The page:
The apply family lend themselves to scalar or vector operations. A for() loop will often lend itself to doing multiple iterated operations using the same index i. For example, I have written code that uses for() loops to do k-fold or bootstrap cross-validation on objects. I probably would never entertain doing that with one of the apply family as each CV iteration needs multiple operations, access to lots of objects in the current frame, and fills in several output objects that hold the output of the iterations.

As to the last point, about why lapply() can possibly be faster that for() or apply(), you need to realise that the "loop" can be performed in interpreted R code or in compiled code. Yes, both will still be calling R functions that need to be interpreted, but if you are doing the looping and calling directly from compiled C code (e.g. lapply()) then that is where the performance gain can come from over apply() say which boils down to a for() loop in actual R code. See the source for apply() to see that it is a wrapper around a for() loop, and then look at the code for lapply(), which is:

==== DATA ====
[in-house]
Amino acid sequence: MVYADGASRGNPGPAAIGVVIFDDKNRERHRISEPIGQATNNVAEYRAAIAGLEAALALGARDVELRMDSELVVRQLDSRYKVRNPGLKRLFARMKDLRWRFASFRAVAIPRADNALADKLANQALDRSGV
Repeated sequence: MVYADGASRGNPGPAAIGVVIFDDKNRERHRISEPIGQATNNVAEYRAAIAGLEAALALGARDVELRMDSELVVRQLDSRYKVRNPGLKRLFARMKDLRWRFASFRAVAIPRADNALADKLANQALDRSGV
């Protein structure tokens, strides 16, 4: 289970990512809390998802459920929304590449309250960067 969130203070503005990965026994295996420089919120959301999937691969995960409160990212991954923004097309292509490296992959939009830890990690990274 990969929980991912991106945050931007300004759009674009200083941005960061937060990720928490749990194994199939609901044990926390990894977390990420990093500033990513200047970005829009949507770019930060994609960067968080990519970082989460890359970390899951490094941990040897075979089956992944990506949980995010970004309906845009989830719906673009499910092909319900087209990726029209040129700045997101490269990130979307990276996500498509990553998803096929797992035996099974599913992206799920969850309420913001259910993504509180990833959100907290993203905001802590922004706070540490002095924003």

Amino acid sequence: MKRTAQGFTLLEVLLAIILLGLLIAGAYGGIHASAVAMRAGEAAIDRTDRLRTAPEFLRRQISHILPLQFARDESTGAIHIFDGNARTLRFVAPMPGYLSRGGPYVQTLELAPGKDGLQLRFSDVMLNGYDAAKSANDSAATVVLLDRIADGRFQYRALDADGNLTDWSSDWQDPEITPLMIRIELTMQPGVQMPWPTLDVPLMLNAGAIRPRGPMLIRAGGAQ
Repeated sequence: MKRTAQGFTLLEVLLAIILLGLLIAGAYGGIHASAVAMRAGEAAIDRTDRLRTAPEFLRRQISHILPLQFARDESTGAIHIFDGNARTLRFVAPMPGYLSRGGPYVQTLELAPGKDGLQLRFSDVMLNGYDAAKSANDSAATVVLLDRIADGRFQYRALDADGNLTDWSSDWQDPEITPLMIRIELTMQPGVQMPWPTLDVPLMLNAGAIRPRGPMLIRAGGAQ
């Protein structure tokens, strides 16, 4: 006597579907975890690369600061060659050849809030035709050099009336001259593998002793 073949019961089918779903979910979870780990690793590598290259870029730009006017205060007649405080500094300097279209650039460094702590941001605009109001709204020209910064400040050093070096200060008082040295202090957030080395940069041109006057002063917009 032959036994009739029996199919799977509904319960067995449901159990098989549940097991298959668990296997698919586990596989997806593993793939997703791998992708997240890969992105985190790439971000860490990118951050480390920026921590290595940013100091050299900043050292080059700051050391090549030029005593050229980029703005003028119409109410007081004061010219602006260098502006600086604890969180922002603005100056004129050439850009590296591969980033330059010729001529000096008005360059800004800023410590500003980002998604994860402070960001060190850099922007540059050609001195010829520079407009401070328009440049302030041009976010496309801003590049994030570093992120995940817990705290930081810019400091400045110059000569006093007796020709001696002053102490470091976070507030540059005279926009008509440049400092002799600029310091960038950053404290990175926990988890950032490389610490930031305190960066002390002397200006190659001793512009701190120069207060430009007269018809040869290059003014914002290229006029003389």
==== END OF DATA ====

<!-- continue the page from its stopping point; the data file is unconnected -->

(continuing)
> lapply
function (X, FUN, ...) 
    FUN <- match.fun(FUN)
    if (!is.vector(X) || is.object(X)) 
        X <- as.list(X)
    .Internal(lapply(X, FUN))
<environment: namespace:base>

and you should see why there can be a difference in speed between lapply() and for() and the other apply family functions. The .Internal() is one of R's ways of calling compiled C code used by R itself. Apart from a manipulation, and a sanity check on FUN, the entire computation is done in C, calling the R function FUN. Compare that with the source for apply().

  • Nice! You managed to add new information beyond that in the related questions too. Thanks, I learned a few new things. – Aaron Jun 24 '11 at 1:18
  • Great, thanks. I'd like to clarify one thing regarding the potential performance gain. The code that's being executed inside the call to lapply() is still going to take just as long per iteration, right? So would I be correct in stating that in a situation where each iteration itself is taking on the order of several seconds or more that the performance gain over apply() or for() would be negligible? – Josh Jun 27 '11 at 14:02

From Burns' R Inferno (pdf), p25:

Use an explicit for loop when each iteration is a non-trivial task. But a simple loop can be more clearly and compactly expressed using an apply function. There is at least one exception to this rule ... if the result will be a list and some of the components can be NULL, then a for loop is trouble (big trouble) and lapply gives the expected answer.

  • 1
    Disagree entirely. If the iteration is a non-trivial task, you're better off moving that block of code into a proper function and then calling it with the *apply(). – geoffjentry Jun 24 '11 at 14:47